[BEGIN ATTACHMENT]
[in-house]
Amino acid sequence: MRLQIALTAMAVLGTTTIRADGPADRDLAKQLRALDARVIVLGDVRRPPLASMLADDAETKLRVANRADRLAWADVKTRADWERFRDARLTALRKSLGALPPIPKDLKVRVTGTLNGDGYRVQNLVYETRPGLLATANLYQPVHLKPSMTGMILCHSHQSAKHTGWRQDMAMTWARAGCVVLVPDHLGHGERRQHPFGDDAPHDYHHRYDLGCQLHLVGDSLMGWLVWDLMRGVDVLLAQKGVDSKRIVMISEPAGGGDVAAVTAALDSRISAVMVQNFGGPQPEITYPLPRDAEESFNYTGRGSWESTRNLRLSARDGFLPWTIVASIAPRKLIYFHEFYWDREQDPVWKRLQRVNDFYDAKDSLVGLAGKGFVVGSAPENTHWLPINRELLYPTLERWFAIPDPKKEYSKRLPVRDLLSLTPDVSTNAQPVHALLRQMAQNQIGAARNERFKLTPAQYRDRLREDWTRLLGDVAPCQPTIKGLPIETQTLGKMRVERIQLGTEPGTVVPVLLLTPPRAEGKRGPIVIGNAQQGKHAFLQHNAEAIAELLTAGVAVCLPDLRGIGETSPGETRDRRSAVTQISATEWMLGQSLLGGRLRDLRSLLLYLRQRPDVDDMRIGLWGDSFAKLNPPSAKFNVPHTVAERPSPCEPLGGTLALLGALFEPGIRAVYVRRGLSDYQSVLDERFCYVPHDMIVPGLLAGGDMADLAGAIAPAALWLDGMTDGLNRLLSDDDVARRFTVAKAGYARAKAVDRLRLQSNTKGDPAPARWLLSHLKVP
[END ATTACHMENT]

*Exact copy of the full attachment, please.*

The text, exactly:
[in-house]
Amino acid sequence: MRLQIALTAMAVLGTTTIRADGPADRDLAKQLRALDARVIVLGDVRRPPLASMLADDAETKLRVANRADRLAWADVKTRADWERFRDARLTALRKSLGALPPIPKDLKVRVTGTLNGDGYRVQNLVYETRPGLLATANLYQPVHLKPSMTGMILCHSHQSAKHTGWRQDMAMTWARAGCVVLVPDHLGHGERRQHPFGDDAPHDYHHRYDLGCQLHLVGDSLMGWLVWDLMRGVDVLLAQKGVDSKRIVMISEPAGGGDVAAVTAALDSRISAVMVQNFGGPQPEITYPLPRDAEESFNYTGRGSWESTRNLRLSARDGFLPWTIVASIAPRKLIYFHEFYWDREQDPVWKRLQRVNDFYDAKDSLVGLAGKGFVVGSAPENTHWLPINRELLYPTLERWFAIPDPKKEYSKRLPVRDLLSLTPDVSTNAQPVHALLRQMAQNQIGAARNERFKLTPAQYRDRLREDWTRLLGDVAPCQPTIKGLPIETQTLGKMRVERIQLGTEPGTVVPVLLLTPPRAEGKRGPIVIGNAQQGKHAFLQHNAEAIAELLTAGVAVCLPDLRGIGETSPGETRDRRSAVTQISATEWMLGQSLLGGRLRDLRSLLLYLRQRPDVDDMRIGLWGDSFAKLNPPSAKFNVPHTVAERPSPCEPLGGTLALLGALFEPGIRAVYVRRGLSDYQSVLDERFCYVPHDMIVPGLLAGGDMADLAGAIAPAALWLDGMTDGLNRLLSDDDVARRFTVAKAGYARAKAVDRLRLQSNTKGDPAPARWLLSHLKVP